On 18 August brother Hewlett Calhoun (b. ca. 1834) wrote from Atlanta, entrenched with his outfit, the Fourteenth Texas Brigade, Army of Mississippi: "We are in the diches & have bin ever since the first of may. We have had several little fights & scrumishing all the time. Our losses have bin conciderable but not as much as one would suppose. The enemy is shelling our lines now so much so that it confuses me so that I can hardly write [at this point, the manuscript contains marked out passages and interlineations]. Their is nothing going on only the usual cannonadeing & scrumishing. It is thought that we will have a big fight hear but it has bin exspected so long that it hardly knows what two think about it. Their lines are now in 12 hundred yards of us now & the outpost in 2 hundred of each other."

Another brother, Thomas J. Calhoun (b. ca. 1824), served with the Texas Rangers in Virginia and lost a leg there. No wartime letters survive, but on 16 April 1867, he wrote Mary Jane from Crockett, Tx., and made reference to conditions in Reconstruction—"I do not know whether I will be able to visit you all this summer or not, as the office I am holding is subject to be wrenched from me at any time under the present rule of the Military Authorities, and I do not wish to be absent when it is done. I have had to work verry laboriously to keep the buisness up and under the existing laws of the State have not realized anything, but had to pay for assistance out of my private funds, it is just becoming to pay me something, as a large amount of my official fees are now becoming due and collectible by law."

On 17 June 1867 Mary Jane's father, Squires, who had gotten into serious financial trouble, sent a gloomy assessment from Pine Hill, Tx.: "I am broak up. My loss was Grate 15 thousand Dollars in Confedrete money & bondes 35 negroes all in one day which has put me to work again. I am yet single. I obtaind a deverse from my laste wife last fall corte. She was one cause of my ruin, ran through & wasted fully half I had before she left me." (In a prewar letter, Lucinda had described the wife as "loud and verry fleshy, black eyed and haired, a verry pleasant woman but rather too dressy for her age.")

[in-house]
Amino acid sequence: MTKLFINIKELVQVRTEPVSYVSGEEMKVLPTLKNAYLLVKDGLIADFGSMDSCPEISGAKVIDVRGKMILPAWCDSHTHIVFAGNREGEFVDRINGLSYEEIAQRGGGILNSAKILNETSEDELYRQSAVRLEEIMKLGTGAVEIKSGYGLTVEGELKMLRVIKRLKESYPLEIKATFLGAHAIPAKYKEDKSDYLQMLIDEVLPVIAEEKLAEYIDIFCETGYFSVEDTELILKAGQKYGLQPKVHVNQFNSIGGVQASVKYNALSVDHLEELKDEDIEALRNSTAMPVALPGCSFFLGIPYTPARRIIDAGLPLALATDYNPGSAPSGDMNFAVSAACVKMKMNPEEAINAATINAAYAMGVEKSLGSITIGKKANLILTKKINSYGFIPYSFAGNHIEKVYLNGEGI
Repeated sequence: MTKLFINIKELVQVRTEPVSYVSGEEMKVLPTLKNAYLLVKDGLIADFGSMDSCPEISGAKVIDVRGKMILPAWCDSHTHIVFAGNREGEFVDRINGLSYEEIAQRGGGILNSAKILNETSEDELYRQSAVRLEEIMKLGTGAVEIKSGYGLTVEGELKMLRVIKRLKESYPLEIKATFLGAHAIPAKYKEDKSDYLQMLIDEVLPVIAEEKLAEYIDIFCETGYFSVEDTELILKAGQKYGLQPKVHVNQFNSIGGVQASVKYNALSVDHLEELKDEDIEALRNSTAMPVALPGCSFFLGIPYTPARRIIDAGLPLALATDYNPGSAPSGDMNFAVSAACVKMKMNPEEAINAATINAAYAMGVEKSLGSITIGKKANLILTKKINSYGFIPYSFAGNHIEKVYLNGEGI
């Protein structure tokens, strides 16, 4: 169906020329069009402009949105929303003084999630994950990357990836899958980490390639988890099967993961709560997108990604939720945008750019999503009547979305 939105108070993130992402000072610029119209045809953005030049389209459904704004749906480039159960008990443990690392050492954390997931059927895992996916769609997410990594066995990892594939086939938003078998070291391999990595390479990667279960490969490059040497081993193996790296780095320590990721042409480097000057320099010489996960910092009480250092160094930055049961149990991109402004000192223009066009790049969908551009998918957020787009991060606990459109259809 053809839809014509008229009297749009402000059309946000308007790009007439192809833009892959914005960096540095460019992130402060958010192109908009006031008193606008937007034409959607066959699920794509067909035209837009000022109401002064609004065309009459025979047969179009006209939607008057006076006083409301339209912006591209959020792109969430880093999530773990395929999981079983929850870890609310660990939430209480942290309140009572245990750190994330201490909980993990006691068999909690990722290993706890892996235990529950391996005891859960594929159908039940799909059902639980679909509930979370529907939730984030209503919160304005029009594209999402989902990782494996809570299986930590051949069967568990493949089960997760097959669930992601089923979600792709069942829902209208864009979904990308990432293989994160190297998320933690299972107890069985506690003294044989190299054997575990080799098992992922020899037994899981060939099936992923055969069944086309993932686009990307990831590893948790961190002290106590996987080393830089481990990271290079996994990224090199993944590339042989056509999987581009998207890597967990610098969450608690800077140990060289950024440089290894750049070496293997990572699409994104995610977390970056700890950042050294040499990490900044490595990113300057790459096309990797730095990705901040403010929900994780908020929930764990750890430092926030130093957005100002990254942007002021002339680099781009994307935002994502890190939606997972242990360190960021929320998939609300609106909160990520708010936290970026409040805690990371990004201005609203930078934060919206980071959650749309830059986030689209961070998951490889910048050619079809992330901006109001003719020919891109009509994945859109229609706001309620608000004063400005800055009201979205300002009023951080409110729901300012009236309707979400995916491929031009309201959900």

In 1868 more relatives moved from South Carolina to Texas. Mary Jane's sister Elizabeth "Lizzy" Calhoun (d. 1897) had married Dr. E. Carter Ragsdale, who practiced medicine in Laurens and Spartanburg counties; the childless Mary Jane doted on her sister's sons. But financial troubles caused the Ragsdales to join the wave of Texas immigrants. On 5 May Lizzy wrote Mary Jane from Cowhouse Valley, Bell County, Tx., characterizing the country as "durtyer...than enny one could immagine that ever lived in a freestone water and sand country. The land all looks as black as enny cowpen you ever saw and sticks to evry thing when wet...when it rains worse than the red sand does in Carolina and gets on the floors. You have to scrape it off, wont sweep off like our sand and clay soil does." She remarked that "Society" there was "not as good as I expected to find. I have met with some few pasably inteligent, not polished by no means. People hear do not take as much interes in haveing sunday schools nor comon schools as they aught. They seem to be careless about preaching and loos in the observance of the sabbath."

Of further interest is an account, 13 May 1870, of the adventures of Mary Jane's nephew McArthur Ragsdale as a wagoner on the Texas prairie. Here he writes of such experiences as getting lost on the prairie on Christmas eve, 1869, "with but little cover and no bedfellow except a dog"; breaking in wild mules; and hearing accounts of Indian attacks on wagons in a neighboring county—"after fighting for some time the wagoners had to save themselves by running."

By 1897 McArthur owned his own photography business in San Angelo, with letterhead advertising "Views of the Concho Country and Mexican life for sale." "The Holidays are always a busy time with a picture man," he wrote on 23 December, "and Jinnie has been helping me at the gallery now for almost a month every day."

He proceeds to describe the place as "great stock country" where things were "looking up now owing to the high price of cattle and the increase in price of wool and sheep." It was, however, "not as pleasant to live in as where you are. Fruit and Vegetable are scarce and high and building houses of any kind is expensive." He mentions that year's big pecan crop, and how much his children enjoyed gathering pecans and having dinner out under the trees, and takes the occasion to reminisce—"Do you remember going out with me when I was a boy to gather berries and nuts? It was always a pleasure to me to be with you and I love to remember those dear days."

The papers indicate that Mary Jane was not answering letters as punctually as she once did, so she may have been in bad health. After 1899, the correspondence breaks off.